The Washington Post dropped a bombshell Thursday about the apparent lengths GOP megadonor Sheldon Adelson will go to when protecting his interests, suggesting that he played a significant role in the Department of Justice’s recent reversal of a 2011 position on the Wire Act.
Adelson, whose company Las Vegas Sands owns the Venetian and Palazzo is worth an estimated $35.6 billion, according to Forbes. That’s nearly triple the reported net worth of President Donald Trump and fellow casino billionaire and ousted RNC Finance Chair Steve Wynn.
But that isn’t enough money to satisfy Adelson’s cravings, apparently. The LVS founder wants to ensure the dough keeps rolling in. And to accomplish that goal, he is continuing his fight to prevent poker players from leaving the casino to play cards from the comfort of their own homes or mobile phones.
Relentless Pursuit of RAWA
At 85, not-so-young Sheldon is showing no signs of letting up in his quest to ban internet gambling nationwide. And while his Restoration of America’s Wire Act (RAWA) legislation has fizzled in Congress year after year, it appears he may have opened his checkbook to get a favorable outcome from the Justice Department, according to the Pulitzer Prize-winning Washington Post.
Last month, the DOJ revealed a change to the Department’s position on the 1961 Wire Act, essentially throwing out a 2011 opinion that determined the law, which prohibits electronic transmission of gambling information across state lines, applied only to sports betting. The new opinion, however, contends the Wire Act applies to all forms of online gambling and betting — essentially what Adelson has been lobbying for with RAWA, and a position that upon being enforceable by the courts, could prevent shared online poker player pools across state lines.
In an interview with the Washington Post, Charles Cooper, an attorney who worked for an Adelson-backed lobbying team, admitted the Justice Department’s Office of Legal Counsel echoed virtually identical anti-online gambling arguments as those provided by his law firm in a written memo.
The DOJ’s new opinion “accords entirely with the analysis my firm undertook and I shared with the DOJ,” Cooper told the Post.
Justice Department Embrace
The Justice Department denied being influenced by outside lobbyists. But that claim isn’t going over well with some politicians.
Attorneys general Josh Shapiro of Pennsylvania and Gurbir S. Grewal of New Jersey submitted a letter to acting US Attorney General Matthew Whitaker and Deputy Attorney General Rod Rosenstein inquiring about the origins of the new DOJ opinion.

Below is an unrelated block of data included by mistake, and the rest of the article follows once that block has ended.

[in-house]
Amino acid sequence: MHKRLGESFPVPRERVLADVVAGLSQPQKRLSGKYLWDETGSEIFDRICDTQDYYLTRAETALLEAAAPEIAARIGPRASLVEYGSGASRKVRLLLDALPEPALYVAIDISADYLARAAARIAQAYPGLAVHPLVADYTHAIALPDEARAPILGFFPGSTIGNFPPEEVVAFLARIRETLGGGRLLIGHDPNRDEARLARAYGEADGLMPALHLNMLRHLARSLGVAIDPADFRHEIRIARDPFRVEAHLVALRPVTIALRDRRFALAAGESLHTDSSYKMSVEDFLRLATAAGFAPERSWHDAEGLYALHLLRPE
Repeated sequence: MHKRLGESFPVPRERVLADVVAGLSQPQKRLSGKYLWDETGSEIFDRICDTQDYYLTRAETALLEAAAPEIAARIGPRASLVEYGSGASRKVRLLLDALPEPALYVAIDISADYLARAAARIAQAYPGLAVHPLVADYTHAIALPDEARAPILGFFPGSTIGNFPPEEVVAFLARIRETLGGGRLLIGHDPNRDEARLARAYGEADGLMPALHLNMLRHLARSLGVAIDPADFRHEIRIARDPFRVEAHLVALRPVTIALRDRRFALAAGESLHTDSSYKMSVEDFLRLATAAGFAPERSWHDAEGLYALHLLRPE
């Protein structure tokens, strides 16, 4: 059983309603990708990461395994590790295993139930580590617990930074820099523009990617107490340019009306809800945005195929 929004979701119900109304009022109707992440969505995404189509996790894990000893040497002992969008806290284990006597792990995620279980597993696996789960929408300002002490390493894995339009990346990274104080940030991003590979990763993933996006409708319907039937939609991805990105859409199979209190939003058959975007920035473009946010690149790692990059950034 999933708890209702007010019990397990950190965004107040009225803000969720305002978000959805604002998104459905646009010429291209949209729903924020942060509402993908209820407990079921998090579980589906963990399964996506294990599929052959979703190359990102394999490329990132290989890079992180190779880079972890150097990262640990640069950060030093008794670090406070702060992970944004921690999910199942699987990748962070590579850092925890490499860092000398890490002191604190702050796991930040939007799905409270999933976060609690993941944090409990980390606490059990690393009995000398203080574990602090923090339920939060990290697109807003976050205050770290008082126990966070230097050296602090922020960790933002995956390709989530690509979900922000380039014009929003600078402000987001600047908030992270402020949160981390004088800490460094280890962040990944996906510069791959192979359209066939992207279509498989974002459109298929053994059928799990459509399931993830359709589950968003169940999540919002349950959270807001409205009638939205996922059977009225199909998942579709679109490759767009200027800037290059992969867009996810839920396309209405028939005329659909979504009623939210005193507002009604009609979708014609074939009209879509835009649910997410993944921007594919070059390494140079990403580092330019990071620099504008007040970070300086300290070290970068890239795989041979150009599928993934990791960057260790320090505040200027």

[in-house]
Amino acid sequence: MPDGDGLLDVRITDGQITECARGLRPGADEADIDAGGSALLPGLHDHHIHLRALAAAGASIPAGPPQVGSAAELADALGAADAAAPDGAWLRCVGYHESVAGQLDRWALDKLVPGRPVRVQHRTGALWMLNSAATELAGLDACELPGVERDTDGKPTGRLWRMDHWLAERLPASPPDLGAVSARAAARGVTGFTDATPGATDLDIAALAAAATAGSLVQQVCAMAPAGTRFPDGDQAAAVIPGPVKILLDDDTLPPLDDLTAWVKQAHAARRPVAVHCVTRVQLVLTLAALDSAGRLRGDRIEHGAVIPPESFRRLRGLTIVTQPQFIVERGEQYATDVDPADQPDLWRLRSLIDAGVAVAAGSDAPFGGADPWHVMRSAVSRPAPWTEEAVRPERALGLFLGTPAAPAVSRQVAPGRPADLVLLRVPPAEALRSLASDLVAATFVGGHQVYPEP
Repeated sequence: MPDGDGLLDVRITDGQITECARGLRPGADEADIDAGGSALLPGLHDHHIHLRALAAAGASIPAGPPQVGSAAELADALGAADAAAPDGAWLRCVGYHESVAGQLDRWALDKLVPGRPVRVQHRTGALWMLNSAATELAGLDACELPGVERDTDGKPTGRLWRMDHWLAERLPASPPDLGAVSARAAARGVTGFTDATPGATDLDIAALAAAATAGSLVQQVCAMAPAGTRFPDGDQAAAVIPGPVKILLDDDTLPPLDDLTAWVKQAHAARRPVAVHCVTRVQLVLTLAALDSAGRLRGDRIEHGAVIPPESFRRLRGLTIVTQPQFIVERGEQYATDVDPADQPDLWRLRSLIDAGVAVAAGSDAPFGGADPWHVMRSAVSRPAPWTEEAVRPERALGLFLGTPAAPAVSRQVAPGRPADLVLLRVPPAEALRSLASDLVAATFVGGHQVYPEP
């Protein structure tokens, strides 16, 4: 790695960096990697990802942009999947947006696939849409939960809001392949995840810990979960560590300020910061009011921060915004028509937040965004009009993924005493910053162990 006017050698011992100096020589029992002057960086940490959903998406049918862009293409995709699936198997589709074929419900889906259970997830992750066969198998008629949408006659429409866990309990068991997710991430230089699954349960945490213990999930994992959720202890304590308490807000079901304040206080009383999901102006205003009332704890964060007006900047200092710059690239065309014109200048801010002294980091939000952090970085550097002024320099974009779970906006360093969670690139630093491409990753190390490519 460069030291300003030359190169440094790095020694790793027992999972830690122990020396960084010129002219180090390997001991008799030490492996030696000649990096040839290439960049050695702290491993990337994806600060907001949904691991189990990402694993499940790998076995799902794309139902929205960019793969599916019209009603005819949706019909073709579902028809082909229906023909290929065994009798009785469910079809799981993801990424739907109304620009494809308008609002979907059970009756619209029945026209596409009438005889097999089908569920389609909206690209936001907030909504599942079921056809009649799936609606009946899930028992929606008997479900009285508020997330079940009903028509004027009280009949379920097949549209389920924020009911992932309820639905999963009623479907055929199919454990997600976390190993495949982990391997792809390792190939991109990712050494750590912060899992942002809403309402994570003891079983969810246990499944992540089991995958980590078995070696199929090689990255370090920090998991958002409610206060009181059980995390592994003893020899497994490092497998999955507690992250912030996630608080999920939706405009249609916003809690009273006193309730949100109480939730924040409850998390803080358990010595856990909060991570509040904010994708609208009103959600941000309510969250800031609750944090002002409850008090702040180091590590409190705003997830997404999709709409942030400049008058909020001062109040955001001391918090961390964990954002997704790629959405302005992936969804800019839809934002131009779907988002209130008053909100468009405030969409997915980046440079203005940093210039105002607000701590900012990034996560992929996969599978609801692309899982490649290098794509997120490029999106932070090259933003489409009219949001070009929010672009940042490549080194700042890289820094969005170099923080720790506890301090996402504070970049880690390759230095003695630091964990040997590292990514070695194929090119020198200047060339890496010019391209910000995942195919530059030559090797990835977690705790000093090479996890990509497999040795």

“We can see no good reason for the Justice Department’s sudden reversal,” the two AGs in states with legal online gambling wrote in their letter.
They also disputed the DOJ’s claim that lobbyists didn’t influence the opinion. The letter expressed concerns by reports of “substantial lobbying by outside groups.”
Poker Pros Trash Adelson
Chris Moneymaker and Daniel Negreanu were among those on Poker Twitter who piled on Adelson following the Washington Post report.
If you wonder why we can’t play online poker in the USA. This guy is one of the main culprits. All to protect his interests. https://t.co/Z7mUWFKqGp
— Chris Moneymaker (@CMONEYMAKER) February 8, 2019
Daniel Negreanu, never one to sugarcoat his opinions, affectionately referred to the casino owner as a “sh*thead.”
Few on Twitter disagreed. Some even suggested poker players boycott Sands casino properties (as they have been doing for years).
Acting AG Disputes Corruption Claim
The issue of Adelson’s influence came up as Whitaker, the former Iowa Hawkeye tight end, spoke in front of a House Judiciary Committee on Friday.
Rep. Jamie Raskin (D-Maryland) asked Whitaker about his involvement with anti-online-gambling groups and casino interests, and pressed Whitaker about his participation in the November Wire Act opinion reversal (which was released in January). The Iowa native said he wasn’t involved and in fact was recused from the matter at the time due to previous work for Adelson affiliated companies.
“Your inference that somehow that process was corrupted or corrupt is absolutely wrong and the premise of your question I reject,” he told Raskin.
Raskin, however, wasn’t buying what the AG was selling. He told Whitaker “further investigation” into the potential corruption must take place.
Adelson Influence Runs Deep
Over the past two years, Adelson donated over $200 million to Republican politicians. His family also shipped $500,000 to a legal defense team that represents Trump against his alleged crimes.
His wife, Miriam, received the Presidential Medal of Freedom last year. It is the highest civilian award in the United States. Earlier this week, many journalists accused Trump of giving her the prestigious award for donating to his defense. Fact-checking site Snopes investigated the claims and rated the accusations as “unproven.”
Adelson, because of his deep pockets, has influence within the GOP. He uses that power to get Republican politicians on his side. Take Senator Lindsey Graham (R-South Carolina), for example.
In 2014, as a favor to his donor, Graham introduced a bill to ban internet gambling. That piece of legislation, to the poker community’s delight, failed about as miserably as Lindsey’s 2016 presidential campaign. On Friday, he unsurprisingly backed the DOJ’s recent Wire Act opinion reversal.
Adelson says he doesn’t oppose online gambling because of his own interests. Instead, he claims he fears young and “economically vulnerable” people could “fall prey to the lure of online gambling.”
For the record, it’s free to enter Adelson’s casinos. Even the “economically vulnerable” can pump money into slot machines at his properties. This concept isn’t exclusive to online gambling.